TV-news-exec-turned-college-professor Mark Effron asked his students what media they used in the past 24 hours. You can imagine what was on the list. Media consumed: Facebook, Snapchat, Instagram, movies and series on Netflix, Google and an occasional news site like CNN.com. Devices: Smartphones (overwhelmingly), tablets, some laptops, an occasional Xbox. Missing in action: television.
As a television news executive, I would await the results of research with anticipation and often trepidation. I remember nights before big presentations, tossing and turning, wondering if the results would validate what I was doing — or repudiate them. Was I satisfying my core audience? Was I growing new viewers, especially younger ones?
The underlying assumption, of course, was that everybody watched television. The question then, was whether we were doing enough of the right things to get enough of that everybody population to watch the television that I was responsible for?
I can still feel the letting go of held breath, last year, when I was VP-news director at a New York station, when a major study that the station commissioned showed that changes we had made were attracting and growing an audience, and sure enough, the Nielsen ratings soon bore that out.
Now, I’m a college professor, teaching courses on journalism, media law and ethics, media writing, and media and society. In order to gauge how the students in one of those classes used media, I asked them to write down all of the media they consumed over the last 24 hours, and on what devices they consumed it on.
You can imagine what was on the list. Media consumed: Facebook, Snapchat, Instagram, movies and series on Netflix, Google and an occasional news site like CNN.com. Devices: Smartphones (overwhelmingly), tablets, some laptops, an occasional Xbox.
Missing in action: television.
Only two students in a class of more than 20 even mentioned television.
In order to make sure that, though highly unlikely, I was dealing with a group of young adults who were never into television in the first place, I asked them to compile a list of their viewing habits from five years ago. The vast majority of them cited “watching TV.” The devices of five years ago included the television, the desktop and the cell phone. The cell phone was getting smarter then, but had not yet achieved its primacy. TV was still “what they did.”
Why didn’t they watch TV? Because they could watch what they wanted when they wanted on their handiest device. And they lived so much on their phones that kept them connected to friends on Facebook and people they were following on Twitter, and showed them the way with Google Maps, that it just made sense that they would consume the media they wanted that same way.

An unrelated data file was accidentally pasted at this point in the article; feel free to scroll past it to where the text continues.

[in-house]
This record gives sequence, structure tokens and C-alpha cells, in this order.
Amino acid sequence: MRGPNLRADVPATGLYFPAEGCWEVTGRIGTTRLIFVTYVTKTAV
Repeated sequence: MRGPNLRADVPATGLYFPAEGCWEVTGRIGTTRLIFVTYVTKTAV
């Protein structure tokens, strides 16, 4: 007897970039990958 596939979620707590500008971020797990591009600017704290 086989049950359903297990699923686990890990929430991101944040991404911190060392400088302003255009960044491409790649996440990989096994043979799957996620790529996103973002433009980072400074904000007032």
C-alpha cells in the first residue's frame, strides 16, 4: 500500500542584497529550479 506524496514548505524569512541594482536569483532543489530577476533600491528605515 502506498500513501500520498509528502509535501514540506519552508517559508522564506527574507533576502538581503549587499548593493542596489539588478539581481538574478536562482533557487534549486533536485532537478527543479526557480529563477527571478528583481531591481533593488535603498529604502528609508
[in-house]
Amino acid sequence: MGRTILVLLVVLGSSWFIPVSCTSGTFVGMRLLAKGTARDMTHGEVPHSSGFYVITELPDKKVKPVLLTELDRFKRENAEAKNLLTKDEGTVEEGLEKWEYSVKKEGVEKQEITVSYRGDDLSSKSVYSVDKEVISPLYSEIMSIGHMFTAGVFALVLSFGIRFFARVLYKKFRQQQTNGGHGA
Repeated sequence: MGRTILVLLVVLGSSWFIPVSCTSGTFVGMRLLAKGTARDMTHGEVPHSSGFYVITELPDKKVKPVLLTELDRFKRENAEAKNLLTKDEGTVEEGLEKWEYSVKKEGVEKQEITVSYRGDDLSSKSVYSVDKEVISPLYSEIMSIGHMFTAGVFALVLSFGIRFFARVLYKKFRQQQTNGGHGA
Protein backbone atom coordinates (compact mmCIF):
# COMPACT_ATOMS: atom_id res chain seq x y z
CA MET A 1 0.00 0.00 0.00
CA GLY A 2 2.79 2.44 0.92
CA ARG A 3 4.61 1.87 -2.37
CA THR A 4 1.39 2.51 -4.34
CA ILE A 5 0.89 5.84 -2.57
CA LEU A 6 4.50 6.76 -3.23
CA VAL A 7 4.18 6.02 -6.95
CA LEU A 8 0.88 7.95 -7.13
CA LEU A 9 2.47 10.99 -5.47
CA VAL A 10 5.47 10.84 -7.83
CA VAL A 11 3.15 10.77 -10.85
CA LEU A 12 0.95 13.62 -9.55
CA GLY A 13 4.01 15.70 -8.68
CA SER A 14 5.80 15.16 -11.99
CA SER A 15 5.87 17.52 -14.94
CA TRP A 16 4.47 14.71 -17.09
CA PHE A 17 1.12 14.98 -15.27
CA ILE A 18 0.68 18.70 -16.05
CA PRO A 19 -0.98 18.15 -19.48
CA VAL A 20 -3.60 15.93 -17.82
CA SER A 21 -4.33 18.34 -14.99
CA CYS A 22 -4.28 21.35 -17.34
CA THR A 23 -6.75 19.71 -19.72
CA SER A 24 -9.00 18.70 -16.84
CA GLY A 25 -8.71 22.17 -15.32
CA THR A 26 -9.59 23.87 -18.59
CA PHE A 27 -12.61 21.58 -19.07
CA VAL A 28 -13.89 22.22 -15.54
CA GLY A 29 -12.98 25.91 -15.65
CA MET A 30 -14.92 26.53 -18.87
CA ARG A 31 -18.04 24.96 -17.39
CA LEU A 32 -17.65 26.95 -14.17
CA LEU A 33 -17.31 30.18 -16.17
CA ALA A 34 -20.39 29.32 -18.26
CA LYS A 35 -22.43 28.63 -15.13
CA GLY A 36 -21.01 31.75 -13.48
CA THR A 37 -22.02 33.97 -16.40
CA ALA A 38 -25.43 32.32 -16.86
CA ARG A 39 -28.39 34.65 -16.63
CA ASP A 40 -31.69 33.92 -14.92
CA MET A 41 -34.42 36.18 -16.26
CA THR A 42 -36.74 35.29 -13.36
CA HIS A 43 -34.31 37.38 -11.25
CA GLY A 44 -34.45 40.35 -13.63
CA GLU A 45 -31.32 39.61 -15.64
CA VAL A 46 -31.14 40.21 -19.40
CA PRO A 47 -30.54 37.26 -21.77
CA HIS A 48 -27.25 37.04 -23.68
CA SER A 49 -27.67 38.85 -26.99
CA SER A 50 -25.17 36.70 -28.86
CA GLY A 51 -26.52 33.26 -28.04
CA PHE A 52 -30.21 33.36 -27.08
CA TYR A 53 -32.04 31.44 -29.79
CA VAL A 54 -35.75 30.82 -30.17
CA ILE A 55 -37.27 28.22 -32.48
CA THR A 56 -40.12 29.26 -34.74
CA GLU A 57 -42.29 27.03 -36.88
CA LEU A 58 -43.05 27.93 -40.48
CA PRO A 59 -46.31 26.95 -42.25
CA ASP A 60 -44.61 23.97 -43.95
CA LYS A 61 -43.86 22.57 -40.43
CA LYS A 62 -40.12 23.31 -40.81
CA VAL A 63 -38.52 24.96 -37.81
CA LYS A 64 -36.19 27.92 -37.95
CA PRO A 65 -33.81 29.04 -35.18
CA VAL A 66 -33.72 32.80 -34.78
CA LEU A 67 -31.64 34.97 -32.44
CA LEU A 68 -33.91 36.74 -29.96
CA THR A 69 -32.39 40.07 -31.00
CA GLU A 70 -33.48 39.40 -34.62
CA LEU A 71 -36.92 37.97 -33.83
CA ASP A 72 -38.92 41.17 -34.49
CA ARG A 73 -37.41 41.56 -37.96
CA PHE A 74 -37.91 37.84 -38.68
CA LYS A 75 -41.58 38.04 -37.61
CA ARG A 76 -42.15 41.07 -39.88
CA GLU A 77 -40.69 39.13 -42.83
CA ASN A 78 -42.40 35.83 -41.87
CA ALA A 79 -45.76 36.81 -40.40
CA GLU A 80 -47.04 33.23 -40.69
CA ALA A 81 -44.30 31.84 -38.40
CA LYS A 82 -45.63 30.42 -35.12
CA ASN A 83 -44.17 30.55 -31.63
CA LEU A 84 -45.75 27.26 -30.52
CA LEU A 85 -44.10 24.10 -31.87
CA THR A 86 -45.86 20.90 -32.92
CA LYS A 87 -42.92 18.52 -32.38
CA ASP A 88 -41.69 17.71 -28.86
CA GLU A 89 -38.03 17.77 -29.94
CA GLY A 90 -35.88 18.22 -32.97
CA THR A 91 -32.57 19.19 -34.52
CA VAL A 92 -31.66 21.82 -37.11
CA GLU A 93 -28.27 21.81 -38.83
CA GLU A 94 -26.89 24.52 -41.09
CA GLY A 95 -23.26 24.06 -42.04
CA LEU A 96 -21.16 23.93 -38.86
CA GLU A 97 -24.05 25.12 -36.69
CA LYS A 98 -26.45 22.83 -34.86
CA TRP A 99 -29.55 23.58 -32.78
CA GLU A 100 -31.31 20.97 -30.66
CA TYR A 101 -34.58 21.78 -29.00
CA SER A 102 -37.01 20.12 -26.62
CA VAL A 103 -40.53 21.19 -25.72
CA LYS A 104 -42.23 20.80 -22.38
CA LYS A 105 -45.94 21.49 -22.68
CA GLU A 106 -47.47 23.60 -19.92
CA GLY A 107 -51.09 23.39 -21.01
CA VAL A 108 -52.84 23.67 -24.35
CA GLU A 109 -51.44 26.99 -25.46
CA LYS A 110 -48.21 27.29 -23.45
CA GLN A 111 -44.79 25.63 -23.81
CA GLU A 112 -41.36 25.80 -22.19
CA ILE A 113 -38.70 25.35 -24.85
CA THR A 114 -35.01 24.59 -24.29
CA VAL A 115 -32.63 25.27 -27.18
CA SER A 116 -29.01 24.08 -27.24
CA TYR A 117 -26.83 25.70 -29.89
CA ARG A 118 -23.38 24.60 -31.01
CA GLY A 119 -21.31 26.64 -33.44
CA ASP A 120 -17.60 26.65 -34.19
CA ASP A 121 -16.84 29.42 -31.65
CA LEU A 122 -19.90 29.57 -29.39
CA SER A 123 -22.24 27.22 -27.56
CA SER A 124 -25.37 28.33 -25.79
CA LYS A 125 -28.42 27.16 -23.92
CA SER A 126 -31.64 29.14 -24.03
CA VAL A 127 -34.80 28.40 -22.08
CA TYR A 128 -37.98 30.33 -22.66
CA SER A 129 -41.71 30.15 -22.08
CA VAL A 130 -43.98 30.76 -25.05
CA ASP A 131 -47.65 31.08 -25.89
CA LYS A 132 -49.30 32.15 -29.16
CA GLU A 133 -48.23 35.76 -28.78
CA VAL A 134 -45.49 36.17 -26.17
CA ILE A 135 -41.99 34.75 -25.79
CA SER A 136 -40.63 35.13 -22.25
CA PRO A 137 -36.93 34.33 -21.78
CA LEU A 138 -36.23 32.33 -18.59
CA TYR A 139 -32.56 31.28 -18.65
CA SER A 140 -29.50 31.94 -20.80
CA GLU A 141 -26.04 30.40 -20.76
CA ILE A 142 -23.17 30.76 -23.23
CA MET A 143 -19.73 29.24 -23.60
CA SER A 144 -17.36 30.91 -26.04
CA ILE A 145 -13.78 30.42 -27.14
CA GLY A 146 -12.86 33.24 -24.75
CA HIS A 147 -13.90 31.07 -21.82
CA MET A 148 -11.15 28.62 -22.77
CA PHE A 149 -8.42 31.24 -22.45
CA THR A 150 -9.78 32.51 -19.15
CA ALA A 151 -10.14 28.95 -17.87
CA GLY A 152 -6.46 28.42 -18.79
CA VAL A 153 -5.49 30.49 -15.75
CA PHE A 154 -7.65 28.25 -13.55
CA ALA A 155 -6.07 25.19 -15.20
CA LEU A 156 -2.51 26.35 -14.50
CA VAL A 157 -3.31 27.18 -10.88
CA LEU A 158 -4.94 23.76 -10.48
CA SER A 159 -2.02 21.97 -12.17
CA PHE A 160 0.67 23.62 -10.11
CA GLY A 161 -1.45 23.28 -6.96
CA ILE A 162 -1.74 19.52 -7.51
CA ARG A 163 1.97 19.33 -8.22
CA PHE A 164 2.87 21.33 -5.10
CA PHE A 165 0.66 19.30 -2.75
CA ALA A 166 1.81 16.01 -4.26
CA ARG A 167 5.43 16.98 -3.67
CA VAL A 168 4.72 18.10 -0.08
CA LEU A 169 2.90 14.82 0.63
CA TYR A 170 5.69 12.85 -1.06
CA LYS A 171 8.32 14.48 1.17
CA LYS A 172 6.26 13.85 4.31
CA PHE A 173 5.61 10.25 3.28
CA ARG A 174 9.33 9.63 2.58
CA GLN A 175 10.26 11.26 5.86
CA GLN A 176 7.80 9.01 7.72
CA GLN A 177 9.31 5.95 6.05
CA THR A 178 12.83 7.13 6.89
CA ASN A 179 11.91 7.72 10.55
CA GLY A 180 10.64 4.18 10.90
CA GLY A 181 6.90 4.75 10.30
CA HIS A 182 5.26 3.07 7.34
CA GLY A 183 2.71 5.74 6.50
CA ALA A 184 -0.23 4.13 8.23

Many of the names that still resonate with an older TV-centric audience (Brian Williams anyone?) meant nothing to them. Yet, these students were, overall, very current on news, including the shootings in Roanoke, the rise of Donald Trump or the migrant crisis playing out across Europe.
This informal survey took my breath away. Yes, I have read like everyone else (and observed from my own behavior) how media have migrated to mobile, to “everything right now on the device that’s attached to me.” But, it’s somehow more real to stand in front of a class of students, and hear them talk about how, for them, watching content on channels and networks and stations hasn’t only lessened, it’s actually fallen off the cliff.
Someone in the class mentioned watching the CW five years ago, and others went nostalgic, as my generation might remember a favorite group from the 1960s. Even accounting for a bit of hyperbole, or forgotten, furtive minutes in front of a TV, the lesson was irrefutable: people in their 20s don’t watch much television. It’s becoming as irrelevant to them as picking up a newspaper.
For all media executives, the rush to full platform agnosticism cannot come fast enough. But, the bigger question for TV stations, I think, is, what does that really mean? What will a local TV station be when these students graduate and begin families? Will they come back to TV? If so, why? I invite any of my former TV colleagues to come visit one of my classes. I promise it will take their breath away as well.
Mark Effron, a veteran media executive, is currently an assistant professor in the Department of Communication at William Paterson University in Wayne, N.J.